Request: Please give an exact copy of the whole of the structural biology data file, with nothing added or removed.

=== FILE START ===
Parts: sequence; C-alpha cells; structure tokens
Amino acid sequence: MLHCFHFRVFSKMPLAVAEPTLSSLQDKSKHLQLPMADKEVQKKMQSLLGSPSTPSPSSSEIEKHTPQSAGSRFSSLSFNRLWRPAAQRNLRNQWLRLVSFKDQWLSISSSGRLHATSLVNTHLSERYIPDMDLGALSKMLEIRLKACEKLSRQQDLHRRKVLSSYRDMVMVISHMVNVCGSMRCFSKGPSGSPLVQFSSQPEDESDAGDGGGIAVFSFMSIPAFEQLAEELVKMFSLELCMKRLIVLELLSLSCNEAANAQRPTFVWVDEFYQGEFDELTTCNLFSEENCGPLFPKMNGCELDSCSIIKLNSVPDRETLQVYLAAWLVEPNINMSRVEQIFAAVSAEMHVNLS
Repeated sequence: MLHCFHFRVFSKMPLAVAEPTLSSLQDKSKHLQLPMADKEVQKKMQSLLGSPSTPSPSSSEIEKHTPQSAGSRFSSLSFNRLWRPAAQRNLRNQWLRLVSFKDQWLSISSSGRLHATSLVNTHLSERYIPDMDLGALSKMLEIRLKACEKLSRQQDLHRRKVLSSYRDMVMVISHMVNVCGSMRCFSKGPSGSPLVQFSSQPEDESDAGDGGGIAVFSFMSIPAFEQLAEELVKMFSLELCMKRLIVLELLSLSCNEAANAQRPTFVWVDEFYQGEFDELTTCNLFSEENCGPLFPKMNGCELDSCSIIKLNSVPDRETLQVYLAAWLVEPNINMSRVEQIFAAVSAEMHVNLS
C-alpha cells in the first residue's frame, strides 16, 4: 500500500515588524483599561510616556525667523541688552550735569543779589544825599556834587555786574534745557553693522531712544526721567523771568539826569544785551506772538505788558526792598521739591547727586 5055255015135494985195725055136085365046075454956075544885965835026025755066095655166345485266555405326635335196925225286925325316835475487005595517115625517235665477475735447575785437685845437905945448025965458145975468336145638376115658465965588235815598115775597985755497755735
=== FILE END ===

Parts: sequence; C-alpha cells; structure tokens
Amino acid sequence: MLHCFHFRVFSKMPLAVAEPTLSSLQDKSKHLQLPMADKEVQKKMQSLLGSPSTPSPSSSEIEKHTPQSAGSRFSSLSFNRLWRPAAQRNLRNQWLRLVSFKDQWLSISSSGRLHATSLVNTHLSERYIPDMDLGALSKMLEIRLKACEKLSRQQDLHRRKVLSSYRDMVMVISHMVNVCGSMRCFSKGPSGSPLVQFSSQPEDESDAGDGGGIAVFSFMSIPAFEQLAEELVKMFSLELCMKRLIVLELLSLSCNEAANAQRPTFVWVDEFYQGEFDELTTCNLFSEENCGPLFPKMNGCELDSCSIIKLNSVPDRETLQVYLAAWLVEPNINMSRVEQIFAAVSAEMHVNLS
Repeated sequence: MLHCFHFRVFSKMPLAVAEPTLSSLQDKSKHLQLPMADKEVQKKMQSLLGSPSTPSPSSSEIEKHTPQSAGSRFSSLSFNRLWRPAAQRNLRNQWLRLVSFKDQWLSISSSGRLHATSLVNTHLSERYIPDMDLGALSKMLEIRLKACEKLSRQQDLHRRKVLSSYRDMVMVISHMVNVCGSMRCFSKGPSGSPLVQFSSQPEDESDAGDGGGIAVFSFMSIPAFEQLAEELVKMFSLELCMKRLIVLELLSLSCNEAANAQRPTFVWVDEFYQGEFDELTTCNLFSEENCGPLFPKMNGCELDSCSIIKLNSVPDRETLQVYLAAWLVEPNINMSRVEQIFAAVSAEMHVNLS
C-alpha cells in the first residue's frame, strides 16, 4: 500500500515588524483599561510616556525667523541688552550735569543779589544825599556834587555786574534745557553693522531712544526721567523771568539826569544785551506772538505788558526792598521739591547727586 5055255015135494985195725055136085365046075454956075544885965835026025755066095655166345485266555405326635335196925225286925325316835475487005595517115625517235665477475735447575785437685845437905945448025965458145975468336145638376115658465965588235815598115775597985755497755735